Characteristics of Organizational Development

Management hires new employees during organizational development.
Management hires new employees during organizational development. (Image: Jupiterimages/Comstock/Getty Images)

An organization’s developers take months or even years crafting their company to fit a certain strategic design. In some cases they develop an entirely new organization and other times the development is the restructuring of an existing company. During the development, executives and managers work to execute the company vision at the operations level. This means that management must strengthen the company by strengthening individual employees and exemplifying the planned company culture.

Attracting and Retraining Intellectual Capital

Organizations in development typically assemble a highly skilled staff with strategical and specialized expertise. New businesses must act aggressively in the labor market to secure top professionals. Existing organizations usually retain many senior and skilled employees, while laying-off underperforming employees to make room for new talent. Executives assemble management teams with applicable experience and the ability to oversee development. The management teams focus on hiring employees with industry experience and values in line with the company’s culture and objectives.

Training Employees

Organizational development involves training employees. For new organizations, training entails employee acclimation as both supervisors and employees learn about the business’s processes, requirements and regulations. Existing companies undergoing development train employees in new skills, capabilities and methods. Development training moves from the top down in most organizations. Executives mandate advancements in employee skills and overall company culture changes that further the business’s strategic direction. These changes move from executives to senior management, to management teams, to supervisors and to employees, with each set of higher management instilling new skills and values into their subordinates.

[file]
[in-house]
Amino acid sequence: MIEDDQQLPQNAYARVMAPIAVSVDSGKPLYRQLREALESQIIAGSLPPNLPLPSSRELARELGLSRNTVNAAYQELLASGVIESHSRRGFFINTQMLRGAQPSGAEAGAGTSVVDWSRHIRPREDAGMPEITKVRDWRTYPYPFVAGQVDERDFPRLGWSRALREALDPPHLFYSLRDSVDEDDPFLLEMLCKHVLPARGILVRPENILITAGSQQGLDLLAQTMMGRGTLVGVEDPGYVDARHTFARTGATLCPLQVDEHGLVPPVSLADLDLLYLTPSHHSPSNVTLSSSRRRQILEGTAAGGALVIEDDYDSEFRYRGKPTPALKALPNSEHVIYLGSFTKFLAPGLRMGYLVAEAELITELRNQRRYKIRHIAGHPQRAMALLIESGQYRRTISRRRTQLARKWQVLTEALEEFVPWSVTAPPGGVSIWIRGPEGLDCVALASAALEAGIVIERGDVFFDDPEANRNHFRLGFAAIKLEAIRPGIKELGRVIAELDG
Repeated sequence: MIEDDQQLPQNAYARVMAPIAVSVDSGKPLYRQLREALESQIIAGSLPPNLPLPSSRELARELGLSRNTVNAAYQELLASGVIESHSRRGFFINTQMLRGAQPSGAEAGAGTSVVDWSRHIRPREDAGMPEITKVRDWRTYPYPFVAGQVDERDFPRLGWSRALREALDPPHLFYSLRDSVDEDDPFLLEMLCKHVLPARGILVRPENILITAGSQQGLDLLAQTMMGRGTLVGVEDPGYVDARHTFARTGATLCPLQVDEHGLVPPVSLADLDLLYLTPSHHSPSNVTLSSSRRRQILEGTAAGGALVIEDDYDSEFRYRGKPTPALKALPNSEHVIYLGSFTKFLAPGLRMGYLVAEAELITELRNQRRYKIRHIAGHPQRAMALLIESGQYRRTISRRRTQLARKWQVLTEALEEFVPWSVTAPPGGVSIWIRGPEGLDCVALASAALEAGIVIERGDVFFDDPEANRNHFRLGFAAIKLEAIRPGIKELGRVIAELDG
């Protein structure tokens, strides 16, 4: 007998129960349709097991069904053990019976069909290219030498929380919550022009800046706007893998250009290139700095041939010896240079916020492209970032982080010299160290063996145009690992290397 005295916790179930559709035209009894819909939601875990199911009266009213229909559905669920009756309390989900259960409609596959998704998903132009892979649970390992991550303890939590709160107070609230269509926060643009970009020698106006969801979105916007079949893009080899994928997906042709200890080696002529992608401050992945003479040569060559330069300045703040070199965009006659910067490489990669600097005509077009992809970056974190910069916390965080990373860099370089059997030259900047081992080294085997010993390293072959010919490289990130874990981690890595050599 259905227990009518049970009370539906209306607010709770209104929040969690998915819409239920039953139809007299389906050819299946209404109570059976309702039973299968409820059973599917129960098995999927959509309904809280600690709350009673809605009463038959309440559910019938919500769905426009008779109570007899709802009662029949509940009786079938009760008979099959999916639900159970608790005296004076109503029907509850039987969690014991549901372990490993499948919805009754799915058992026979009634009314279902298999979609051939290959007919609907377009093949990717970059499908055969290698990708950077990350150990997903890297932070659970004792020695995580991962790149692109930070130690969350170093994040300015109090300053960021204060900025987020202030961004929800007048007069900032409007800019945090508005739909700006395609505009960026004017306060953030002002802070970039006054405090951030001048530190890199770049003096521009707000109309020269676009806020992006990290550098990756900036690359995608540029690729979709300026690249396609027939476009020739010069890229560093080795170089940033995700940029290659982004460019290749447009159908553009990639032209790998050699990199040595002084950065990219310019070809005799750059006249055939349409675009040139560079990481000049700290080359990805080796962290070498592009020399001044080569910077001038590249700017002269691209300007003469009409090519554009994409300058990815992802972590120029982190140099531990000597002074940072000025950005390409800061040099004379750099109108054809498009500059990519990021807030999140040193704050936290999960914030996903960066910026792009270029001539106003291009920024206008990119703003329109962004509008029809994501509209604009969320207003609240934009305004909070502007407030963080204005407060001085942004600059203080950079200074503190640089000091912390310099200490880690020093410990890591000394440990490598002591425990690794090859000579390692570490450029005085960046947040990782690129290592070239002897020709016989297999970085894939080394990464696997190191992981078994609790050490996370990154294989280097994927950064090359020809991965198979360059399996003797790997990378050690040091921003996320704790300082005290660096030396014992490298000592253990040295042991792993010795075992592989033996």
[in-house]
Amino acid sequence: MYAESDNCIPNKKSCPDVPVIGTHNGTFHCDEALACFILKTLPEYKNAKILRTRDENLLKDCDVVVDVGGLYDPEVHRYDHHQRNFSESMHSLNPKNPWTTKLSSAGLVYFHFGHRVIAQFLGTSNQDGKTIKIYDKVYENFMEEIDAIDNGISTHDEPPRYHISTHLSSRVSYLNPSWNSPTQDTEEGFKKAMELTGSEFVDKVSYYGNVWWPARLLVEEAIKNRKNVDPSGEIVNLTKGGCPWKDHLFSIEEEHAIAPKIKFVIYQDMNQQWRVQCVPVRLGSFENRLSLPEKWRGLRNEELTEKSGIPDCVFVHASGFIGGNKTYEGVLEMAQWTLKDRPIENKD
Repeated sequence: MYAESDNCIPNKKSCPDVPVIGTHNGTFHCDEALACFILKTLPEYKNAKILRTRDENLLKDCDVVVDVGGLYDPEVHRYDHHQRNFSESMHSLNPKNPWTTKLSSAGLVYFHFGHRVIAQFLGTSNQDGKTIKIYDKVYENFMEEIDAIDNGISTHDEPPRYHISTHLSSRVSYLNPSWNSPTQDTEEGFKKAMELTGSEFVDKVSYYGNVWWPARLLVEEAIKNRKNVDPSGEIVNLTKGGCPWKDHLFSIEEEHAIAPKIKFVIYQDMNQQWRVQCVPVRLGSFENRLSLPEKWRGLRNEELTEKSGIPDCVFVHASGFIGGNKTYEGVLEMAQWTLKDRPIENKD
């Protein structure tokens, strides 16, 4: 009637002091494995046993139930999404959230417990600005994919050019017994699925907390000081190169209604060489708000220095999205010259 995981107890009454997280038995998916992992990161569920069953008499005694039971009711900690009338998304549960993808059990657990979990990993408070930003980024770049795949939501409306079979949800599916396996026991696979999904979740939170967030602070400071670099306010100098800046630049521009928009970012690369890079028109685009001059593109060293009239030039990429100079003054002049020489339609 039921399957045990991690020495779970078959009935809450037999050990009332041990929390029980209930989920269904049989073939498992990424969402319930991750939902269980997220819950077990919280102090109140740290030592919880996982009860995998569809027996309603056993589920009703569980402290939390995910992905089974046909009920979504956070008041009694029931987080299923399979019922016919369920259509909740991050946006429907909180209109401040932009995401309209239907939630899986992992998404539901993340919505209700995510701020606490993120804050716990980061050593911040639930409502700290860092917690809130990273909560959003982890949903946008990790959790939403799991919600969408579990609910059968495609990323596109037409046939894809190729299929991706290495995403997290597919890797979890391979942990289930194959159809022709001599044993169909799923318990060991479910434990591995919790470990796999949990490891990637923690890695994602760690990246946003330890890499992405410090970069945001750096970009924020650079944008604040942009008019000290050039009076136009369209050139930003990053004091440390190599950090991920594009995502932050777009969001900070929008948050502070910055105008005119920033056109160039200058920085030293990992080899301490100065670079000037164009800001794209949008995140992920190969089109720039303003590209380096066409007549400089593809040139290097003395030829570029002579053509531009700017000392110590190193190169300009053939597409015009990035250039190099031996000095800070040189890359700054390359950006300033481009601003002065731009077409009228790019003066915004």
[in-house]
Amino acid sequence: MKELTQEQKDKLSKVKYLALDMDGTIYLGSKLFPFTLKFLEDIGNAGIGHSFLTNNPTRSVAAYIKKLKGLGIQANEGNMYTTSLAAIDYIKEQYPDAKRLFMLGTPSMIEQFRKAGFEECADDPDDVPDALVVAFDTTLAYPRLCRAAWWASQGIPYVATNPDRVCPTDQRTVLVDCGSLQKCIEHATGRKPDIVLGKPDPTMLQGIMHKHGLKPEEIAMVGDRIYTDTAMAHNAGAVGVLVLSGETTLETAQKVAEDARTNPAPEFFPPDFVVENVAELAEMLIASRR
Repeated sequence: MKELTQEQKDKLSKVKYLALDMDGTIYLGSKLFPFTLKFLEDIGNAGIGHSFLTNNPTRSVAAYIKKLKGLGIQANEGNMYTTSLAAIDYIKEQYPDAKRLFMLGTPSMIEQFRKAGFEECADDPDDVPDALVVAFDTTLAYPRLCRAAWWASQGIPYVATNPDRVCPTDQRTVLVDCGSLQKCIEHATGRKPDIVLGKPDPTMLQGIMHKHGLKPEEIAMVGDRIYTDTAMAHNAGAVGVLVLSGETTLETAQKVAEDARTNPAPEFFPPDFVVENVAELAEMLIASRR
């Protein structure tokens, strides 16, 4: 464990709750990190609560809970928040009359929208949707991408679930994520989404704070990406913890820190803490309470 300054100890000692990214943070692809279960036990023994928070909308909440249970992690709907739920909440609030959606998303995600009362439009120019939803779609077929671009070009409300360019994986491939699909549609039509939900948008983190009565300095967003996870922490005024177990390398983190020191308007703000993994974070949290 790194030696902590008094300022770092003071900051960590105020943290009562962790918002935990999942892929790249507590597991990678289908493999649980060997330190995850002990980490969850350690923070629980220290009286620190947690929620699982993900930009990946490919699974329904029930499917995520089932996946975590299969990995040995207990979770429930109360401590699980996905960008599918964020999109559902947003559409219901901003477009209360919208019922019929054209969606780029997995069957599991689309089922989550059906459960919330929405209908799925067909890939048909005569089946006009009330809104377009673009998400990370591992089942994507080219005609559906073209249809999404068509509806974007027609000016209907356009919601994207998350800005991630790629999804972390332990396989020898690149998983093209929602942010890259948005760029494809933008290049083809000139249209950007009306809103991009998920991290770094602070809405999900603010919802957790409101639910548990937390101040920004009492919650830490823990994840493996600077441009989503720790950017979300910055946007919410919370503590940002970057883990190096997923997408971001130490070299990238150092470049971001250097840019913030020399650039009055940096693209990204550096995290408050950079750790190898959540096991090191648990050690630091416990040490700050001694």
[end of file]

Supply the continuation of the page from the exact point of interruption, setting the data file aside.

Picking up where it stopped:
Cultivating and Marketing Competency

New and developing organizations strengthen the traits for which the executives would like the company to be known. These famous traits are called “core competencies.” Popular core competencies include value, customer service, quality and innovation. Companies usually focus on one or two core competencies that represent the skill set and values of their employees. Once a company fully develops competencies, marketers use those proficiencies as advertising leverage. Well executed competencies can be claimed as competitive advantage and the company’s marketers may state so in advertisements that explain how and why the organization is superior to others in the industry.

Planning Future Strategy

Business strategists in developing organizations keep their eye on market trends and consider the eventual company direction. Development is just the beginning; businesses also may diversify by adding other product lines, globalizing or entering new markets. Eventualities aren’t necessarily the drivers of development, but the long-term strategic direction of the company is always a part of developmental concerns.

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